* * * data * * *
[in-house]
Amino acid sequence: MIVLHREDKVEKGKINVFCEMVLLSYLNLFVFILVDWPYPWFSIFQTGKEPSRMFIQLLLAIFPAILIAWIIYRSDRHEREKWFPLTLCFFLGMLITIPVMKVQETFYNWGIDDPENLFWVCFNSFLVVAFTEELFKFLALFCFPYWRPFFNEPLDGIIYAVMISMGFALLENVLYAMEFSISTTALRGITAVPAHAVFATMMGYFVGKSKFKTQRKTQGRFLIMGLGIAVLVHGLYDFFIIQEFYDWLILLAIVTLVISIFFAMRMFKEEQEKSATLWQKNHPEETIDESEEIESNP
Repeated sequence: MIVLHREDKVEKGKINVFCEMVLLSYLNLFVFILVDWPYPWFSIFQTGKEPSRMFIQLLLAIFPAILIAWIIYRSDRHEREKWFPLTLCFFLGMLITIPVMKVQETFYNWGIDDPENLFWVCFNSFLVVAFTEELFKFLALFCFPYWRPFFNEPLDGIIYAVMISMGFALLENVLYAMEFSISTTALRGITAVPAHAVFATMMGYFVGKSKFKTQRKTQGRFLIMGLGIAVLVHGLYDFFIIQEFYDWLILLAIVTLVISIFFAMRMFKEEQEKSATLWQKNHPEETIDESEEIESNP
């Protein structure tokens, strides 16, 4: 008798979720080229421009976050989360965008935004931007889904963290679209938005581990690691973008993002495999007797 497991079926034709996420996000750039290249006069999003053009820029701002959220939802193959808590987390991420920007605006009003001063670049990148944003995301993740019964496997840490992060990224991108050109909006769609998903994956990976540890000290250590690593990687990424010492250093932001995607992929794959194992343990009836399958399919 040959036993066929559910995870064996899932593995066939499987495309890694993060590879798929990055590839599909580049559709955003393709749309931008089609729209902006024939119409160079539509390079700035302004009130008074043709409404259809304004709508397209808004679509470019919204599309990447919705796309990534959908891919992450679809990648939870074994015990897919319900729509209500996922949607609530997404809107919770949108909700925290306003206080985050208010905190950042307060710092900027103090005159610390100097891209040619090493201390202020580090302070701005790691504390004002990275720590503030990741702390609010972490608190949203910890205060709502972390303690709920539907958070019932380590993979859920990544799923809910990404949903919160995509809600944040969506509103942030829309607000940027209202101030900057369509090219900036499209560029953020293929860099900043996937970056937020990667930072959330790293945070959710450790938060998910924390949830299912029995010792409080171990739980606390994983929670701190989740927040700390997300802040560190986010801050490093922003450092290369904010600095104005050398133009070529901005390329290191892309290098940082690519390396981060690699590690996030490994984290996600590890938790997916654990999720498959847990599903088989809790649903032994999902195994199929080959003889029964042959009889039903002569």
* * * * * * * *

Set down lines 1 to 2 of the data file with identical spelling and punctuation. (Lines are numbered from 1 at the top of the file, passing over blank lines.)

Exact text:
[in-house]
Amino acid sequence: MIVLHREDKVEKGKINVFCEMVLLSYLNLFVFILVDWPYPWFSIFQTGKEPSRMFIQLLLAIFPAILIAWIIYRSDRHEREKWFPLTLCFFLGMLITIPVMKVQETFYNWGIDDPENLFWVCFNSFLVVAFTEELFKFLALFCFPYWRPFFNEPLDGIIYAVMISMGFALLENVLYAMEFSISTTALRGITAVPAHAVFATMMGYFVGKSKFKTQRKTQGRFLIMGLGIAVLVHGLYDFFIIQEFYDWLILLAIVTLVISIFFAMRMFKEEQEKSATLWQKNHPEETIDESEEIESNP